Filed in Generosity

The Bodhisattva's Gift

Dale S. Wright

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When we examine our own giving, we often discern that we give for a wide variety of reasons, often with mixed motives. Although we may have the well-being of the recipient in mind when we give, we also give in order to receive. 

Giving often creates the expectation that it’s now our turn to get something. We give because we like the other person and hope to be liked in return. We give in order to be accepted or recognized in a particular community, to be admired, honored, or praised. Often we give in order to think well of ourselves, in order to think of ourselves as truly generous people. Even the admirable desire to become a profoundly generous person still maintains the primacy of self-concern. It focuses on me, the giver, rather on those who might need my help. But it is a mistake to simply reject these mixed and sometimes immature motivations, because for most of us these are the motives that do in fact drive our lives.

The movement from ordinary states of self-concern to selfless giving always involves a gradual transformation of character, not a sudden leap. Like any form of strength, generosity needs to be intentionally cultivated over time, and everyone must begin in whatever state of mind they already happen to be. Understanding and accepting who you really are right now is as important as the commitment to become someone more open and generous. Whatever the quality of motivation, when we intentionally reach out to others in giving, some degree of transformation occurs. We become what we practice and do in daily life. When we engage in acts of giving, we begin to feel generous, and the force of this feeling encourages our wanting to give.

Generous feelings are not always enough to make someone truly generous, however, because there are other important capacities entailed in effective giving. One of these is receptivity, a sensitive openness to others that enables both our noting their need and our willingness to hear their requests. If we simply don’t notice the problems and the suffering all around us, our generosity won’t amount to much. And if we don’t present ourselves as open and willing to help, we probably won’t help, because we won’t be asked. Our physical and psychological presence sets this stage and communicates clearly whether or not we care about the plight of someone there before us.

The traditional Mahayana embodiment of receptivity is the Bodhisattva of Compassion, Avalokiteshvara, whose multiple arms are always extended in the gesture of generous outreach. The Bodhisattva of Compassion welcomes and invites all pleas for help. Other familiar forms of presence, other gestures, restrict the field of asking and giving. Eyes down and arms folded tightly around ourselves communicate that we are self-contained, not open outwardly. Arms raised in gestures of anger or self-assertion say even more about our relations to others. The extent to which we are sensitively open to others and the way in which we communicate that openness determine to a great extent what level of generosity we will be able to practice in daily life. Practicing mindfulness, we open our minds to the very possibility that someone may need our assistance, and we welcome their requests for our help.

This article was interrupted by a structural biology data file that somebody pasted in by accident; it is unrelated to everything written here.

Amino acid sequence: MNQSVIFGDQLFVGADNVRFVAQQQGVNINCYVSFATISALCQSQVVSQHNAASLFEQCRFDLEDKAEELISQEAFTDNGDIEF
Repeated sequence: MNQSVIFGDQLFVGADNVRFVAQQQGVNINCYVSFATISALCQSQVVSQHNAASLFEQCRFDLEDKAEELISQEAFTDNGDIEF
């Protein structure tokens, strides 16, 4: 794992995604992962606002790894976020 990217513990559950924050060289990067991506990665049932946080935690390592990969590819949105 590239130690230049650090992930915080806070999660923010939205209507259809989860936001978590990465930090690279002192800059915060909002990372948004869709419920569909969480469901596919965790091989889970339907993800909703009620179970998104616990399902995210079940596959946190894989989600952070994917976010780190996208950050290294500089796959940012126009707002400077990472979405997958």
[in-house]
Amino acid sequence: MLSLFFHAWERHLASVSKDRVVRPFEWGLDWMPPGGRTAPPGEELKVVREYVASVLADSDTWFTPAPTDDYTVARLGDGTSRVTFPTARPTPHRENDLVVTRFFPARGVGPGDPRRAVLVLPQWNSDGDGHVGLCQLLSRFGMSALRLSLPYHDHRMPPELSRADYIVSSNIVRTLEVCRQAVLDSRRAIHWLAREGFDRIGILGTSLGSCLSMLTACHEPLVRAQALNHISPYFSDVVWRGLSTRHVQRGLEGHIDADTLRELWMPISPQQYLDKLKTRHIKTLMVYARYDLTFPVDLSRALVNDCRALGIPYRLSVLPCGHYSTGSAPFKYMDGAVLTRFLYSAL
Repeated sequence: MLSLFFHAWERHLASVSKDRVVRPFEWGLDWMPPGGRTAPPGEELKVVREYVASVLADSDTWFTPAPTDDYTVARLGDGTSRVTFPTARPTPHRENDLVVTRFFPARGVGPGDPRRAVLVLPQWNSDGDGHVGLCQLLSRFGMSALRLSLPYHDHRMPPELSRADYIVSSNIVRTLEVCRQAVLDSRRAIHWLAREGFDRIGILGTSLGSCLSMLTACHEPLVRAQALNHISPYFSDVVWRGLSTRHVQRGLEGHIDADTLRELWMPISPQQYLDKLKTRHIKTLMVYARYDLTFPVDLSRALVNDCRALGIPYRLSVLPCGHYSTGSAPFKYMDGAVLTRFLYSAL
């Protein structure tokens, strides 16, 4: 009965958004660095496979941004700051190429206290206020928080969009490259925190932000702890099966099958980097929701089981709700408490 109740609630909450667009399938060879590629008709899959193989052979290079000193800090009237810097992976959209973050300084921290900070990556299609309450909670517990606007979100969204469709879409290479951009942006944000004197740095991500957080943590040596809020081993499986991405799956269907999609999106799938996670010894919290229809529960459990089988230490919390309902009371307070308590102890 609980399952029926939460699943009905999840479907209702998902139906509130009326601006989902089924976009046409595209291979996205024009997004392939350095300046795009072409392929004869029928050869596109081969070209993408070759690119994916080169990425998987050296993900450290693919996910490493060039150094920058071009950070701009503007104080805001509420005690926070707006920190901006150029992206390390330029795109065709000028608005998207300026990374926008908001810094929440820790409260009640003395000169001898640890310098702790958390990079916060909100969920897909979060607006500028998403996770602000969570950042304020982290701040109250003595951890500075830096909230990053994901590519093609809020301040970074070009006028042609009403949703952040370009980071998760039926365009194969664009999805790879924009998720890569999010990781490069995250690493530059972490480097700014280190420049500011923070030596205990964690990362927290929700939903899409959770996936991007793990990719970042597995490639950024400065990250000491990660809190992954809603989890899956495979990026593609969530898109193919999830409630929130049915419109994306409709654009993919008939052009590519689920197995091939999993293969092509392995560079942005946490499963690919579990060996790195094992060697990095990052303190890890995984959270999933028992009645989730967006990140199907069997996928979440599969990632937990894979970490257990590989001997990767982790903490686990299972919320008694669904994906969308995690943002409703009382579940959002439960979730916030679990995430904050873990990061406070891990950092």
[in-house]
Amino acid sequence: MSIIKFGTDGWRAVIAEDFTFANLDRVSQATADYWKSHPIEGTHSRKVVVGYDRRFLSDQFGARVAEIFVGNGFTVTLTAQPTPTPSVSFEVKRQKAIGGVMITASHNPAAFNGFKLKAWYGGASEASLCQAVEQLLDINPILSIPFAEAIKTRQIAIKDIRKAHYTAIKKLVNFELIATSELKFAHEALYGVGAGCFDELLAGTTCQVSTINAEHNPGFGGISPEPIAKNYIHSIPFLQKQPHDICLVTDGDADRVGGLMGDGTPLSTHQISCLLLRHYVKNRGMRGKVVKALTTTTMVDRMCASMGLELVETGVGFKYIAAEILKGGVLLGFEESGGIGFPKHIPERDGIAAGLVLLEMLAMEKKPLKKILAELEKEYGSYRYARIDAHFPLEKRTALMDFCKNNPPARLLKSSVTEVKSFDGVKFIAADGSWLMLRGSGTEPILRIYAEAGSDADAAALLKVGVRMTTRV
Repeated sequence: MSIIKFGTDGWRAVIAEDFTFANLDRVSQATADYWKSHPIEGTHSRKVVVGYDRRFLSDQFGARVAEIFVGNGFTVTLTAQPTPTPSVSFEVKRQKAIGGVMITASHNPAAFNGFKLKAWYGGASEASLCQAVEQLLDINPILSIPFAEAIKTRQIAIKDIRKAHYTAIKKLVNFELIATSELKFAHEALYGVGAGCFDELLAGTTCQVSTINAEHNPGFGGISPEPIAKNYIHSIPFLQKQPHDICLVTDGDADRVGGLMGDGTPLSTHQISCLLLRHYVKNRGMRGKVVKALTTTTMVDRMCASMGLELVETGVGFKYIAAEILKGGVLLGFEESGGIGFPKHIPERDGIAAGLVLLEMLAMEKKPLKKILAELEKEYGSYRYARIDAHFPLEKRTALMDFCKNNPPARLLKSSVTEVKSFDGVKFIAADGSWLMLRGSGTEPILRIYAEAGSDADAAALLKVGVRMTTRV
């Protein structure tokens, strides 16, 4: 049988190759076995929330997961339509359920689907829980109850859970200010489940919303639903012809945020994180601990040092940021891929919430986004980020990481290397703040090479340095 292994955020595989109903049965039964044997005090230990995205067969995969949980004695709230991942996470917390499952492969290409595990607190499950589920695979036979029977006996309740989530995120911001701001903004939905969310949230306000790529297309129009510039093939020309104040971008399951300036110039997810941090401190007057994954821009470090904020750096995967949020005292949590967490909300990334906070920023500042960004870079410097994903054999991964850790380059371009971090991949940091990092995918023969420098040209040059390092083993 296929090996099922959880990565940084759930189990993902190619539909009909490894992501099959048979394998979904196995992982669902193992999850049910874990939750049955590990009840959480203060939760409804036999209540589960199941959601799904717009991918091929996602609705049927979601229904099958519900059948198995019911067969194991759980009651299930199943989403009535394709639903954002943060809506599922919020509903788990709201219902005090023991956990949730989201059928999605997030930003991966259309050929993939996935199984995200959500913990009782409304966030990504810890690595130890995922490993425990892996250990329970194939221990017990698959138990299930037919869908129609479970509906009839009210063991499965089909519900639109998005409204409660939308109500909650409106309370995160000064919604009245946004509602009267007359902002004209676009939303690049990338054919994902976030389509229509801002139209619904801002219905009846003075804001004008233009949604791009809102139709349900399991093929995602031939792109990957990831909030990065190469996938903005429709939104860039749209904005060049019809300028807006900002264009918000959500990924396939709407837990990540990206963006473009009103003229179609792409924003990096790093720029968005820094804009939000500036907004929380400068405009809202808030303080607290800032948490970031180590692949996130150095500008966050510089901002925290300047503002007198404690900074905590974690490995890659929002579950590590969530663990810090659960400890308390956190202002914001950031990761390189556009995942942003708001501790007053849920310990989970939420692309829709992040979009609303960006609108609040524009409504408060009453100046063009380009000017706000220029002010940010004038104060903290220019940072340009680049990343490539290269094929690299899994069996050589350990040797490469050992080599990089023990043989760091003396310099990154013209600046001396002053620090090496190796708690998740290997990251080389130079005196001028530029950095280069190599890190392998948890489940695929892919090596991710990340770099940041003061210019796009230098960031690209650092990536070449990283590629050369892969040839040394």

If we are both open to offering help and notice when help is needed, but are mistaken and ineffectual in how we go about giving it, then what we intend as an act of generosity may in fact just compound the difficulties. Without practical skill and wisdom, giving may be counterproductive or misguided in a number of ways. First, giving is best when it is based on a sound understanding of the overall situation. Effective generosity requires understanding who might benefit from your giving and how that giving might affect others beside the recipient. It is important to know when to give, how much to give, and how to do it with integrity, both for the well-being of the recipient and for that of others, including yourself. Wisdom is involved in knowing how different ways of giving might be received by others, and to what effect. There is also wisdom involved in asking how often to give and at what intervals. Intelligent giving is learned through practice, both as a meditation when we reflect on possible giving and as an activity in the world. Moreover, wisdom includes mindfulness that is watchful for our deepest ingrained habits, most especially the intrusions of self-concern and the always-present manipulations of self-interest.

One of the reasons that practicing generosity is so closely linked to Buddhist enlightenment is that the quality of our giving always proceeds from the true state of our character. Normally, we act as separate and self-contained beings who need to attend to our own well-being and security. Grounded in that ordinary but limited self-understanding, the generosity that we are able to practice is at least partially self-concerned. Still, as we practice generosity in the spirit of selflessness, we develop a sense of interdependent connection to others, a sense of community and reciprocal responsibility, and we begin to understand and feel all the ways in which our selves are in fact interlinked with others. When barriers separating the self begin to dissolve, generosity becomes easier—more natural—because more in alignment with our self-understanding. When this occurs, the motives that initiate giving become less patently selfish, and the meaning of the Buddhist sense of no-self begins to become clear. Indeed, every act of generosity reminds us of the possibility that we might actually live the bodhisattva’s vow, the vow to engage in everyday life as though the well-being of others is just as important as our own.